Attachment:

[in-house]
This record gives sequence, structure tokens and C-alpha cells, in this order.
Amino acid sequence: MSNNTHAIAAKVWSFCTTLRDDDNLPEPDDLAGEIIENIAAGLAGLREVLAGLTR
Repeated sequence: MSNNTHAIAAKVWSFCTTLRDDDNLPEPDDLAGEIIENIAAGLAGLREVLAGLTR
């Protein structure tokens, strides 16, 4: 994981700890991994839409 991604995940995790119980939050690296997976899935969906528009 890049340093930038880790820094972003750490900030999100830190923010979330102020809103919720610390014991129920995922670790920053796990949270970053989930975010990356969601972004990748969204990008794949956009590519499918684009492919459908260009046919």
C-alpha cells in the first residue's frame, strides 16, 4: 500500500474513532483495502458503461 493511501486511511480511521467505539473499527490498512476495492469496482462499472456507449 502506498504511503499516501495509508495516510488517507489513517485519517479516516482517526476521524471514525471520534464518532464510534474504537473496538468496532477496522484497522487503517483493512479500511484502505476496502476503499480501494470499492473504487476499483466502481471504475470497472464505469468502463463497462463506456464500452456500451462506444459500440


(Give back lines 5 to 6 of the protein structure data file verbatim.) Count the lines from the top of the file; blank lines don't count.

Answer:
């Protein structure tokens, strides 16, 4: 994981700890991994839409 991604995940995790119980939050690296997976899935969906528009 890049340093930038880790820094972003750490900030999100830190923010979330102020809103919720610390014991129920995922670790920053796990949270970053989930975010990356969601972004990748969204990008794949956009590519499918684009492919459908260009046919």
C-alpha cells in the first residue's frame, strides 16, 4: 500500500474513532483495502458503461 493511501486511511480511521467505539473499527490498512476495492469496482462499472456507449 502506498504511503499516501495509508495516510488517507489513517485519517479516516482517526476521524471514525471520534464518532464510534474504537473496538468496532477496522484497522487503517483493512479500511484502505476496502476503499480501494470499492473504487476499483466502481471504475470497472464505469468502463463497462463506456464500452456500451462506444459500440